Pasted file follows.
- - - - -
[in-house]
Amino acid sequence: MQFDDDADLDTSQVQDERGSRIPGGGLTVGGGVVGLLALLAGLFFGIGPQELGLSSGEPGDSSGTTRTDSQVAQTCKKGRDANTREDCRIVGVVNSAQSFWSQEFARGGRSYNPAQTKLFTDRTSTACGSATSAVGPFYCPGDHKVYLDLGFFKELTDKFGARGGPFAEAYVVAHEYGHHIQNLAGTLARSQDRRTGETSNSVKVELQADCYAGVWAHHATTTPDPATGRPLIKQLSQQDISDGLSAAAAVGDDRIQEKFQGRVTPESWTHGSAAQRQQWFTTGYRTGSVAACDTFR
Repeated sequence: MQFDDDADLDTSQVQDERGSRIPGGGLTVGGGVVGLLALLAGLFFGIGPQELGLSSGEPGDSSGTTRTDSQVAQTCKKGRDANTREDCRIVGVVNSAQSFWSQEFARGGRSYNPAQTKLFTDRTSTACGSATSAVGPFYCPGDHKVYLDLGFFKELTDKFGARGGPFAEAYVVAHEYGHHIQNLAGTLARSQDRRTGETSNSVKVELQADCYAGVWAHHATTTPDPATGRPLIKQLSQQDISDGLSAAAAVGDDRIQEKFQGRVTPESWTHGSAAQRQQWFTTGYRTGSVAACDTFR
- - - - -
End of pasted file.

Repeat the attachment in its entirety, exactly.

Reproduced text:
[in-house]
Amino acid sequence: MQFDDDADLDTSQVQDERGSRIPGGGLTVGGGVVGLLALLAGLFFGIGPQELGLSSGEPGDSSGTTRTDSQVAQTCKKGRDANTREDCRIVGVVNSAQSFWSQEFARGGRSYNPAQTKLFTDRTSTACGSATSAVGPFYCPGDHKVYLDLGFFKELTDKFGARGGPFAEAYVVAHEYGHHIQNLAGTLARSQDRRTGETSNSVKVELQADCYAGVWAHHATTTPDPATGRPLIKQLSQQDISDGLSAAAAVGDDRIQEKFQGRVTPESWTHGSAAQRQQWFTTGYRTGSVAACDTFR
Repeated sequence: MQFDDDADLDTSQVQDERGSRIPGGGLTVGGGVVGLLALLAGLFFGIGPQELGLSSGEPGDSSGTTRTDSQVAQTCKKGRDANTREDCRIVGVVNSAQSFWSQEFARGGRSYNPAQTKLFTDRTSTACGSATSAVGPFYCPGDHKVYLDLGFFKELTDKFGARGGPFAEAYVVAHEYGHHIQNLAGTLARSQDRRTGETSNSVKVELQADCYAGVWAHHATTTPDPATGRPLIKQLSQQDISDGLSAAAAVGDDRIQEKFQGRVTPESWTHGSAAQRQQWFTTGYRTGSVAACDTFR